Plans to Improve Visibility

Commission badges. One of the best ways for users to find someone selling commissions is to browse through submissions – if I see something I like, I may wish to purchase a commission. Having a badge on a thumbnail or next to users’ names will make it much easier for potential buyers to find sellers; just by looking at a submission, they’ll know if a user is open.

Commission_button

Art by Nomax; badge design not final

Another benefit, of course, is that these badges will appear in the favorites list – all I’d have to do is look at my favorites, find a commissions badge, and BAM, I’d know where to get some custom art that I’d love.

Announcements. Getting the message out to your followers that you’re opening for commissions is important – many already love your content and are much likelier to purchase commissions.

We’ll be adding an announcement category that will allow you to reach your followers with quick messages. In order to keep announcements relevant, these will have an expiration time with 48 hours being the max.

Improved promotions. It’s still difficult to see promoted images on FN – they appear on the Activity History feed, but that’s about it. We’ll be adding a promoted gallery that can show up on users’ profiles. In addition, the commission badge will show up for any submissions by users open for commissions.

Off-Site advertising. We’re still working out the exact details for this, but we’re planning to include an option to advertise for free on sites outside of FN; upload a banner, and anyone viewing your art on those sites will see that you are open for commissions. This would be an optional feature, of course, but the more chances you have to be seen by potential buyers, the better.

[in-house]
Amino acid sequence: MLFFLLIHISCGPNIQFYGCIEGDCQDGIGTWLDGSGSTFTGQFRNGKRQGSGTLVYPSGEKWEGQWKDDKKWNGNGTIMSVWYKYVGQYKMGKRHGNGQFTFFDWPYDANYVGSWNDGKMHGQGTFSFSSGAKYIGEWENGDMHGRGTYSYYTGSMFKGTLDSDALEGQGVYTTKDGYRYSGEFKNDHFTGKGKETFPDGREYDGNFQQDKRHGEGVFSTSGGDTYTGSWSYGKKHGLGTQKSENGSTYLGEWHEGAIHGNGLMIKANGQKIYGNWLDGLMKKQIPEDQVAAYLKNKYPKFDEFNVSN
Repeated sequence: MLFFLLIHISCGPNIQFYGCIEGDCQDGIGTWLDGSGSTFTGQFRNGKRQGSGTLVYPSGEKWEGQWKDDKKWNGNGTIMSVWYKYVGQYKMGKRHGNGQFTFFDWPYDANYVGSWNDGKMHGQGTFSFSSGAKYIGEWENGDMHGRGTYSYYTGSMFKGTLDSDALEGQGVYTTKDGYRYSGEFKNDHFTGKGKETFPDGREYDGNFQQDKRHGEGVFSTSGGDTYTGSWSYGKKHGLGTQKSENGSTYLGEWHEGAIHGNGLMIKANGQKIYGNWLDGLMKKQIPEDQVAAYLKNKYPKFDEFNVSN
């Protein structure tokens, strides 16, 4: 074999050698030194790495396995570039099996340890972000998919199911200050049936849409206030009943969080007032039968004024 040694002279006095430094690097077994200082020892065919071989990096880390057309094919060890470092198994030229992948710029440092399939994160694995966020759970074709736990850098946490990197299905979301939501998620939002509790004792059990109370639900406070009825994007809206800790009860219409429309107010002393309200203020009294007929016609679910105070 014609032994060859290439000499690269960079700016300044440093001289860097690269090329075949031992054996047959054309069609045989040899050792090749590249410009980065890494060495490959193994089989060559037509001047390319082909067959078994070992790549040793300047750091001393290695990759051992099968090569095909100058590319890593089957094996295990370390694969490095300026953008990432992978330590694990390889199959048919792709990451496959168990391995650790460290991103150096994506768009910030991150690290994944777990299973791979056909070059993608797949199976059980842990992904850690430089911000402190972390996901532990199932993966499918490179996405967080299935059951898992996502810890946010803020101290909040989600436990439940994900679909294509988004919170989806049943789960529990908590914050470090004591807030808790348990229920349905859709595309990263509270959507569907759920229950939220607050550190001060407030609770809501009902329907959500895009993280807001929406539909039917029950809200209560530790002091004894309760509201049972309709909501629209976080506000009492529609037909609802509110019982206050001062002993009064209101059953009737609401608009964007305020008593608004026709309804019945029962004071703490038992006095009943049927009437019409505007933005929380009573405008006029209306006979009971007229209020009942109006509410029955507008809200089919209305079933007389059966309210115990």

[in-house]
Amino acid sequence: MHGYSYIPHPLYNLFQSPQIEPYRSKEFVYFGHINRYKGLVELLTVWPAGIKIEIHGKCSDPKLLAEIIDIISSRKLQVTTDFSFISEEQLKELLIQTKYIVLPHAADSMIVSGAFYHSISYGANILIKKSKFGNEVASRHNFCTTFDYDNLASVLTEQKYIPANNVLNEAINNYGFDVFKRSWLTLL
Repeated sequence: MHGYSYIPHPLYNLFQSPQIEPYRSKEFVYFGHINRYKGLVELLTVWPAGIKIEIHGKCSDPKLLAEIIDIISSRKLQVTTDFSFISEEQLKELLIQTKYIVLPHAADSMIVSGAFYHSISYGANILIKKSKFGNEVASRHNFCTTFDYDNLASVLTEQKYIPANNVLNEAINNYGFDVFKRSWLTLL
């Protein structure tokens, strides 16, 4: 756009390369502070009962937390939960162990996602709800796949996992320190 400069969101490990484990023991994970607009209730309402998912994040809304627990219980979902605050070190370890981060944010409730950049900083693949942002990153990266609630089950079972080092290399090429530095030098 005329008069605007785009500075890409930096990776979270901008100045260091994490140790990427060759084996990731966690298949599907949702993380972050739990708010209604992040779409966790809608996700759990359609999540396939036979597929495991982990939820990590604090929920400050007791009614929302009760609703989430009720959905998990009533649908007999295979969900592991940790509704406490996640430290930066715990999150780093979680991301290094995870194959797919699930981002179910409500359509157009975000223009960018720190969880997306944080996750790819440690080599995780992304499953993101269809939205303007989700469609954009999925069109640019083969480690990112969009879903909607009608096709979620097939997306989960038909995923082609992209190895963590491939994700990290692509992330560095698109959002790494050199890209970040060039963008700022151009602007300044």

Have any other grand ideas for improving visibility for sellers? Hit us up on Twitter! We’d love to hear them.

As always, thank you for all your support. We hope we can help continue making the commission process smoother for both buyers and sellers alike.

Digby

Users’ Nightmare Commissions

Hello, everyone!

One of the reasons we’ve been focusing a large amount of work on the commission systems is because of the problems that have happened between buyers and sellers – while most commissions go well, there’s always the chance that things can fall apart. A few users sent stories to us about their nightmare commissions.

From Buyers

One submitter discussed what happened when they tried to buy a present for a friend:

This was many many years ago. I wanted to get something smallish and in budget for someone special’s upcoming birthday because I was full of commissions that needed to be finished in time at the moment. Well, the artist’s side turned into excuses after excuses while they were still creating other art. Although I waited patiently without much pestering despite the deadline being missed by a year, they still decided to dump the ultimate disappointment: instead of just refunding the artist finished the commission using ms paint, a mouse and ittybitty resolution, their sloppiest of skills too to complete the disaster. Ofc the person receiving the gift took it as an insult, the character barely looked alike.

The rough part of this is that the buyer tried to be as patient as possible; however, even with this being a time-sensitive commission, the seller was not bound by any ultimate deadline. In addition, little could be done about the low quality of the final product – after that much time, many furries might become exhausted from the process and decide to just let it go.

On Furry Network, the policies that we have in place will protect the buyer. All commissions are required to be finished within six months, and sellers are encouraged to establish an earlier deadline. In addition, buyers will have the opportunity to have staff review any commissions that are lower in quality. Simply put, you’ll never pay $50 for a surprise MSPaint drawing.

We had another buyer who purchased a plush: